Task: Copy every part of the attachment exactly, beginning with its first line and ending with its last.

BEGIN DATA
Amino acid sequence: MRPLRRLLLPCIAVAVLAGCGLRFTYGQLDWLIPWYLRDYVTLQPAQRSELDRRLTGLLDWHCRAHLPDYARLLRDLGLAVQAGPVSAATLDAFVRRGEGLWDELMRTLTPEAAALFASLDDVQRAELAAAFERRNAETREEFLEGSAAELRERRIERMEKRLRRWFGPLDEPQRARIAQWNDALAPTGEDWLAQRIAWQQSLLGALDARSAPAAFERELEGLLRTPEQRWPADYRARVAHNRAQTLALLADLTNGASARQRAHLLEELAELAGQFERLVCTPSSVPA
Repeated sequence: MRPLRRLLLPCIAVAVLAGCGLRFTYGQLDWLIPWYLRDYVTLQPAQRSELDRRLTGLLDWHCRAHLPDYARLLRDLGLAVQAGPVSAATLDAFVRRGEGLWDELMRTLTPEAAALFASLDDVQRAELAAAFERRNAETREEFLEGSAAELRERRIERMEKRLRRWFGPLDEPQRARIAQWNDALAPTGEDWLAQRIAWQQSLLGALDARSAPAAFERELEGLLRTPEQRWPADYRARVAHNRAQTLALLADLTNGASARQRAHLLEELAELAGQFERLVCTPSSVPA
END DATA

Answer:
Amino acid sequence: MRPLRRLLLPCIAVAVLAGCGLRFTYGQLDWLIPWYLRDYVTLQPAQRSELDRRLTGLLDWHCRAHLPDYARLLRDLGLAVQAGPVSAATLDAFVRRGEGLWDELMRTLTPEAAALFASLDDVQRAELAAAFERRNAETREEFLEGSAAELRERRIERMEKRLRRWFGPLDEPQRARIAQWNDALAPTGEDWLAQRIAWQQSLLGALDARSAPAAFERELEGLLRTPEQRWPADYRARVAHNRAQTLALLADLTNGASARQRAHLLEELAELAGQFERLVCTPSSVPA
Repeated sequence: MRPLRRLLLPCIAVAVLAGCGLRFTYGQLDWLIPWYLRDYVTLQPAQRSELDRRLTGLLDWHCRAHLPDYARLLRDLGLAVQAGPVSAATLDAFVRRGEGLWDELMRTLTPEAAALFASLDDVQRAELAAAFERRNAETREEFLEGSAAELRERRIERMEKRLRRWFGPLDEPQRARIAQWNDALAPTGEDWLAQRIAWQQSLLGALDARSAPAAFERELEGLLRTPEQRWPADYRARVAHNRAQTLALLADLTNGASARQRAHLLEELAELAGQFERLVCTPSSVPA